GM: Government stimulus is slowing down or ending, depending on the region, and there is pent up consumer demand for nearly everything in the economy. That means most businesses are trying to move into growth mode and have capital requirements to expand inventories or make acquisitions. There is no shortage of deals and when you combine that with the multiples that private equity sponsors are selling portfolio companies at, the need to borrow money is growing for the buyers on those deals. We expect this trend to continue into 2022.

What progress do you see private debt making on ESG implementation and reporting? Where should the ESG focus be this year?

LF: ESG is definitely now part of the investment process for managers in Europe, which was not necessarily the case in the past. Most, if not all, investment managers have ESG policies in place at the fund level, but one of the challenges is assessing ESG performance at the portfolio level. That is especially the case for direct lenders making loans to SMEs, because those borrowers can have difficulties when it comes to reporting and tracking those ESG metrics, which then have to be refined and reported at the asset manager level in a harmonised and frequent way. That reporting and verification is still in its infancy but is certainly a focus across all managers.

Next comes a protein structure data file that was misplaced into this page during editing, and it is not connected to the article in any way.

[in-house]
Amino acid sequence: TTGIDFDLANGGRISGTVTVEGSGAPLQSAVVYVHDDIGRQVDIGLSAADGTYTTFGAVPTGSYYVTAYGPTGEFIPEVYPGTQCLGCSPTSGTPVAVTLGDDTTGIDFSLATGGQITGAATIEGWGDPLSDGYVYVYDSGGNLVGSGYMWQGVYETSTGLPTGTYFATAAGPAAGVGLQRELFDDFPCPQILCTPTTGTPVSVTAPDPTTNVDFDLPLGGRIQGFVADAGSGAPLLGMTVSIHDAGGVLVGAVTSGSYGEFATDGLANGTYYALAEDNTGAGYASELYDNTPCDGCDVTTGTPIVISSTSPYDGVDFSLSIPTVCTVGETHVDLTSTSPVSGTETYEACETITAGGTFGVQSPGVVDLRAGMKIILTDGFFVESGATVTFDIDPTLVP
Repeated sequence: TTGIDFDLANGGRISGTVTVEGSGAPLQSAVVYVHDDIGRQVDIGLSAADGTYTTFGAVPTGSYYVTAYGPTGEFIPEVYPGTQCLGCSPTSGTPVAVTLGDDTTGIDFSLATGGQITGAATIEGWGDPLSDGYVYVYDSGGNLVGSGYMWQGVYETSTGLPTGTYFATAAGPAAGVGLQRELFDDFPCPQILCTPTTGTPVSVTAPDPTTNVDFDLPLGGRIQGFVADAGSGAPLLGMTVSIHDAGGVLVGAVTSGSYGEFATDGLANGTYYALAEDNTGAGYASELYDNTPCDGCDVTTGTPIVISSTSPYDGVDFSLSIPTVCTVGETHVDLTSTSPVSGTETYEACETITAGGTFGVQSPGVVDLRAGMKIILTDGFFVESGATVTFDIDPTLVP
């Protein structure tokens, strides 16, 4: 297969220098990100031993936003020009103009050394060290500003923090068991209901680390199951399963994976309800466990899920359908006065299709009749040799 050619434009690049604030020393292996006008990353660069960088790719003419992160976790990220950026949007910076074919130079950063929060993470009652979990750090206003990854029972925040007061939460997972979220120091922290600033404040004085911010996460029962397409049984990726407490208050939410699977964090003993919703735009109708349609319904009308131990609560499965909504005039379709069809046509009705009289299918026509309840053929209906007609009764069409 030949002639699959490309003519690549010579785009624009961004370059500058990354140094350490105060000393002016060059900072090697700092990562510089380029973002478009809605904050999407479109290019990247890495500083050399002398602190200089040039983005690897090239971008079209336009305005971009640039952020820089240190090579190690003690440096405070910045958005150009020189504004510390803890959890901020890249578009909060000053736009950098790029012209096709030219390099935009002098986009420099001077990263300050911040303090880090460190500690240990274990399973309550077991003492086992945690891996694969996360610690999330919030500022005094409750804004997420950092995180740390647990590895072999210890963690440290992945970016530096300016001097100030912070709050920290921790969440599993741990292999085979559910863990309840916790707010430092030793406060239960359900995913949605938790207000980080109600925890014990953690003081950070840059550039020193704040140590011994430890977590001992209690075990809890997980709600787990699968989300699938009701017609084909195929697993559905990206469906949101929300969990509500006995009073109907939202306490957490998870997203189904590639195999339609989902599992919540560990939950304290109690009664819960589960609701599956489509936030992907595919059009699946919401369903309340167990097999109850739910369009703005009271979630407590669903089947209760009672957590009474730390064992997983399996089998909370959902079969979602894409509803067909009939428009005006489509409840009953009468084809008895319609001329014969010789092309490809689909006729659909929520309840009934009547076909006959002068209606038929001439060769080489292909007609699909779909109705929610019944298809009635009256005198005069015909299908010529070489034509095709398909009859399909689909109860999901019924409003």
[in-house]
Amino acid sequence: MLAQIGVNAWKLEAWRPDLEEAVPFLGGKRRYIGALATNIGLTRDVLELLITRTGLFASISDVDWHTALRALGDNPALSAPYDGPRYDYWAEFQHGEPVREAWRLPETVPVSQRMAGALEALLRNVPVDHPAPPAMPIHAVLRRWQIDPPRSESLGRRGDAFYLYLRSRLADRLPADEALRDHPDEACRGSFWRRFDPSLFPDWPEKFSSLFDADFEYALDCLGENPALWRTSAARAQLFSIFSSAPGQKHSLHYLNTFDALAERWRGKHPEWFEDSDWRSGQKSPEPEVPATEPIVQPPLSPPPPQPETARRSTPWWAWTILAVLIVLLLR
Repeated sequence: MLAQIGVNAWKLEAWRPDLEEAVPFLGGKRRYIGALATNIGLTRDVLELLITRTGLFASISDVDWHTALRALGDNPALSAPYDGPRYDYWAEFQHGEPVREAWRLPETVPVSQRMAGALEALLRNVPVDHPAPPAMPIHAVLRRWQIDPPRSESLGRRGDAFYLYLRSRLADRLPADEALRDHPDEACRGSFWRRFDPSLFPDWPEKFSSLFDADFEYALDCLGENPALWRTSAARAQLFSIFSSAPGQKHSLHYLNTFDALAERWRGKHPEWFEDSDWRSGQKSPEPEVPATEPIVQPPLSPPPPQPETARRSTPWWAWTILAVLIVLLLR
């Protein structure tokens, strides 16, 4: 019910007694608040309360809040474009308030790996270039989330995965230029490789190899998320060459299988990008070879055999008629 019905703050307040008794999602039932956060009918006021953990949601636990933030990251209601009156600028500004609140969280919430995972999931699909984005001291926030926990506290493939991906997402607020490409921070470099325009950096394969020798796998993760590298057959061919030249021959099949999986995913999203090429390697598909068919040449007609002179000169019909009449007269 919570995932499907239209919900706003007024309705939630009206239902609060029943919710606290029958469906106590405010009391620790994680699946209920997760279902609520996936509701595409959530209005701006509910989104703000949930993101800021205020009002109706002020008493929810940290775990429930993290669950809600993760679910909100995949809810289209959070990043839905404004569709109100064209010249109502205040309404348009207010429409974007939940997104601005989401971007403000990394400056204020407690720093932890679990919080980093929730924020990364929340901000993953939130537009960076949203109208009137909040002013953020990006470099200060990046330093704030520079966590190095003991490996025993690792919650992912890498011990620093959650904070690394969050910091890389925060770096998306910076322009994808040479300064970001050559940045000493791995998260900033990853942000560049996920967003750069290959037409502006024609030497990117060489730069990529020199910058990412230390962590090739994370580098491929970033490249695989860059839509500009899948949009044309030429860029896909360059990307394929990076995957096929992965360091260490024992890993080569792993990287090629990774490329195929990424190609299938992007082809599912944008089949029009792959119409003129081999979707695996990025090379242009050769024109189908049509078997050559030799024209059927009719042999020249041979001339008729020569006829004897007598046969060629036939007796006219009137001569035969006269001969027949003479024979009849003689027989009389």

GM: This is presenting a real challenge for US managers, and especially for those that want to raise money in Europe. These managers have typically not tracked that level of data on their borrowers, focusing purely on financials and not supply chains, energy usage, carbon footprints and so on. This is an interesting new set of data managers are being forced to look at, and is an area where the US has been caught a little flat-footed.